Does Acupuncture hurt? This is probably the most common question when it comes to Acupuncture. People have amazing imaginations in conjuring up all kinds of imagery when imagining what Acupuncture is really like. In this blogpost, we take a look at ways in which the practitioner can make Acupuncture a relaxing and comfortable experience for you.
What’s the first thing you think of when you think “needles”? Pain, stabbing, sharp, associating it with getting a blood test, or even trauma from going to the doctor’s as a child and getting your latest jab….
Not the greatest experience, right? Well Acupuncture needles are NOTHING like those needles, and here’s why:
- The smallest needle you can purchase is 0.16mm wide. This is a flimsy, almost hair-thin needle.
- Acupuncture needles are solid, not hollow.
- Nothing is being injected into you, there is nothing coming out of the needle.
- Acupuncture needles are placed over muscle tissue, not blood vessels
- They are smaller, sharper and less invasive
The aim of Acupuncture is to work with the body’s natural processes, not against them, nor forcing ANYTHING. Acupuncture stimulates positive things such as endorphine release, dopamine release, the feel-good chemicals your body produces. Ultimately you feel more relaxed, at ease and calm. Your parasympathetic nervous system is activatedand you drop into your “rest & digest” state or recovery state. All the good stuff.
None of the fear, tension, pain associated with Doctors visits.
Here are some other reasons why you’ll find Acupuncture a relaxing experience:
- Registered Acupuncture Practitioners have a minimum of 4 years needling training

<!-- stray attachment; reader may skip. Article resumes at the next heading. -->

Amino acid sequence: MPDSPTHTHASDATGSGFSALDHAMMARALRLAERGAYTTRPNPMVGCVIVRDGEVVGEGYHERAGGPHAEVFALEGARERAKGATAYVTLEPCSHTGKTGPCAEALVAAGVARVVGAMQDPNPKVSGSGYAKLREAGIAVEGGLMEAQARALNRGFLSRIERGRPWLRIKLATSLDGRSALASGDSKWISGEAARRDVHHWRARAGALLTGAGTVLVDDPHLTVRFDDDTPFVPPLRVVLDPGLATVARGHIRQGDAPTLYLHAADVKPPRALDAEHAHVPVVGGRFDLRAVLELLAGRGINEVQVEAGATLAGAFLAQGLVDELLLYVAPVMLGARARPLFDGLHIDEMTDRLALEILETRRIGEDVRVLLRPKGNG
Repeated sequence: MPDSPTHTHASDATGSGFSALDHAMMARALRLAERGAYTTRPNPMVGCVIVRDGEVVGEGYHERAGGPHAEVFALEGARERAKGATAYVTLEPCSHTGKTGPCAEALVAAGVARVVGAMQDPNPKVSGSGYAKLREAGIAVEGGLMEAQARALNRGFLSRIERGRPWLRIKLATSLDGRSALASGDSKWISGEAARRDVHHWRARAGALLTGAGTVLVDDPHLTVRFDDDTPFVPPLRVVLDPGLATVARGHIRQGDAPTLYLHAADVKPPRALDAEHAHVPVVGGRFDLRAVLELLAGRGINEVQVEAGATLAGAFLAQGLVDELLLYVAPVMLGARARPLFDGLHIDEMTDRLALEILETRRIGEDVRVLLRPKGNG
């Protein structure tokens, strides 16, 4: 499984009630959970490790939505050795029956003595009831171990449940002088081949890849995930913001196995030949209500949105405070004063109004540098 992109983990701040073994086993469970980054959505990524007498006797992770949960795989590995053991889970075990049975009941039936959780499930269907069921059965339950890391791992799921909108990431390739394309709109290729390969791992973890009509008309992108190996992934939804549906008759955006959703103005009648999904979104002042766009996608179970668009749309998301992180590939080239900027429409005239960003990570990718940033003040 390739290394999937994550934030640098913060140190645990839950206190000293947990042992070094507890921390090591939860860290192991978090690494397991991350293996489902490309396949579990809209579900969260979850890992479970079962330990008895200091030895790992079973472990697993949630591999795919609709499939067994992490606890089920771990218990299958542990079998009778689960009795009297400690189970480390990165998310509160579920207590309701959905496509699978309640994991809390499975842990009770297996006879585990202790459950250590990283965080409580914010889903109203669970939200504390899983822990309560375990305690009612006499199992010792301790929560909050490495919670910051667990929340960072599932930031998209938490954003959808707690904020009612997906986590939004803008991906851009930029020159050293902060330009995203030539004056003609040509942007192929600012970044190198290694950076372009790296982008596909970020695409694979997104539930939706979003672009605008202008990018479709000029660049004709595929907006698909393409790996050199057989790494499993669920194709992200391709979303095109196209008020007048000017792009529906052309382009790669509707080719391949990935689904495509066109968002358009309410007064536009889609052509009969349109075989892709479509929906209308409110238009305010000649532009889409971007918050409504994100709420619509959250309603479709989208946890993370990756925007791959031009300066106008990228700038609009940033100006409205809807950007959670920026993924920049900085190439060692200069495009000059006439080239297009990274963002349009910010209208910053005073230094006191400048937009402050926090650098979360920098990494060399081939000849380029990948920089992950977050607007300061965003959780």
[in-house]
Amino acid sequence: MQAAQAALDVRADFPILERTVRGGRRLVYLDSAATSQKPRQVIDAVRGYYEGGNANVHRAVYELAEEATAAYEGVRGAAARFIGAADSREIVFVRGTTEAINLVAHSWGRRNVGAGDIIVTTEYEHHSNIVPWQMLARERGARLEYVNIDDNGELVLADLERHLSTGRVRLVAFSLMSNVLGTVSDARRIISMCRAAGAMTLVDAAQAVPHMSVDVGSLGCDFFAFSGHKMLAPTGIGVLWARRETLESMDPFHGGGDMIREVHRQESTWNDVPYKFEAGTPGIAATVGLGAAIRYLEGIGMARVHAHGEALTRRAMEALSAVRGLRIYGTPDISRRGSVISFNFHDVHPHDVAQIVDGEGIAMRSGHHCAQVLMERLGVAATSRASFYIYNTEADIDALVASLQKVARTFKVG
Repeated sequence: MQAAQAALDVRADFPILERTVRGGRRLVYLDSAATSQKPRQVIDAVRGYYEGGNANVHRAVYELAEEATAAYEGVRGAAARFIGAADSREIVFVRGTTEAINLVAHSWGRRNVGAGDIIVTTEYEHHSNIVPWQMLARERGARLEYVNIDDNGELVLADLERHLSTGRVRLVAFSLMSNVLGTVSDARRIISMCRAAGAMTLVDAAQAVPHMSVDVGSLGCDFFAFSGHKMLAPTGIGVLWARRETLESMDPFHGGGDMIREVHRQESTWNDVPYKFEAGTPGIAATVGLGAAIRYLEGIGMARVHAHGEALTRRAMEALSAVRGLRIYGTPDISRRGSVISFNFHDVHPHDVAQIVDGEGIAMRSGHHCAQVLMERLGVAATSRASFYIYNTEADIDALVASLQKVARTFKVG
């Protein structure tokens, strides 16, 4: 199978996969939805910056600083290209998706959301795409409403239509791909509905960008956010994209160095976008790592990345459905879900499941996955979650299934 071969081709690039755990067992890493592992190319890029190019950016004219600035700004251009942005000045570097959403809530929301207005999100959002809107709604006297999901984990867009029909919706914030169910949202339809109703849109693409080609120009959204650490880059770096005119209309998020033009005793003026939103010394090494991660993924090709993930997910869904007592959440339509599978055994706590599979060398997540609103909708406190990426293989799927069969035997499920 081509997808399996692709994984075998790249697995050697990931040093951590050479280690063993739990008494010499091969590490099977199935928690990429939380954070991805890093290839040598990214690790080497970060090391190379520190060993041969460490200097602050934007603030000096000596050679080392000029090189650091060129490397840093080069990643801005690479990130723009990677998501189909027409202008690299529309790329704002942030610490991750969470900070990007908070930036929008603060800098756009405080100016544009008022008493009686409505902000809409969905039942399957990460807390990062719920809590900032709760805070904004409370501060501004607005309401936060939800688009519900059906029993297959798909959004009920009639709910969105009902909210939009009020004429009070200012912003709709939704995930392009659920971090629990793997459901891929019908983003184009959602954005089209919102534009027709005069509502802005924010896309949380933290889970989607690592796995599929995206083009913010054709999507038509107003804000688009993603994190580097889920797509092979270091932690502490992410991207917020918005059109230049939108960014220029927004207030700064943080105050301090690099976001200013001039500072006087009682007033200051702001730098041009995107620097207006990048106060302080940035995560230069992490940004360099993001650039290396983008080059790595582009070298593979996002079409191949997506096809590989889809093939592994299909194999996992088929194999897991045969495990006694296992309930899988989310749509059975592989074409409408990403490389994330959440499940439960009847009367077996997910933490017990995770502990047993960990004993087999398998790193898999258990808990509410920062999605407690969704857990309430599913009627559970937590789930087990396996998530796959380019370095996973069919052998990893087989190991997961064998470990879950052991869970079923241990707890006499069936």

- They are experts at needling technique
- They are University level trained, with high skill criteria
- They do this day in, day out, its their mastered skill.
- Stress counteracts the benefits of what a practitioner is trying to achieve, they want you to be comfortable. To the point of you wanting to drift off and take a nap…..that’s how relaxed.
- Acupuncturists use guide tubes which help get the needle in quickly and painlessly.
- Breathing helps! You can’t tense up when you exhale and deep breathing activates the vagus nerve, perfect for getting you to the parasympathetic state faster.
- Experience helps – Ask about your practitioners experience, I’ve been practising since 2003.
Dry Needling vs. Acupuncture
Dry needling is NOT Acupuncture. Acupuncture looks at the body wholistically, Dry needling zones in on the injured site.
Dry needling is taught as a weekend course or a week at the most, with no internal clinic hours required. Acupuncturists have spent 4 years doing clinic hours before they graduate and are treating the public.
Dry needling is a tool used by physiotherapists, chiropractors and osteopaths, along with other techniques to supplement their practice. Acupuncturists just needle people day in, day out. It’s their mastered skill.
Dry needling aims to get a twitch out of trigger points to release a muscle and can involve active probing until that occurs. Bruising often happens with this needling style.
Acupuncture aims to stimulate acupoints along meridians or trigger points, but in a more gentler way. Often tapping the needles in and leaving them for 15-20 min is common. Depth is not always inportant, some Japanese techniques thing superficial needling is just as effective. Acupuncture can assist a whole lot more than muscular pain, it is whole body medicine and can help digestion, hormones, sleep, stress and skin conditions to name a few.
What to do next…
If you’re worried or concerned about Acupuncture hurting, please leave your comments below. I’m a registered Acupuncturist and a self-confessed needle phobe (hilarious, I know!) and I would love to answer your questions about this topic. Knowledge is power and I’d love to hear your story. Comment below or email me at firstname.lastname@example.org
Imagine that! A sympathetic needle-phobic Acupuncturist treating you. I put myself in my clients shoes to provide them with a comfortable, relaxing Acupuncture experience.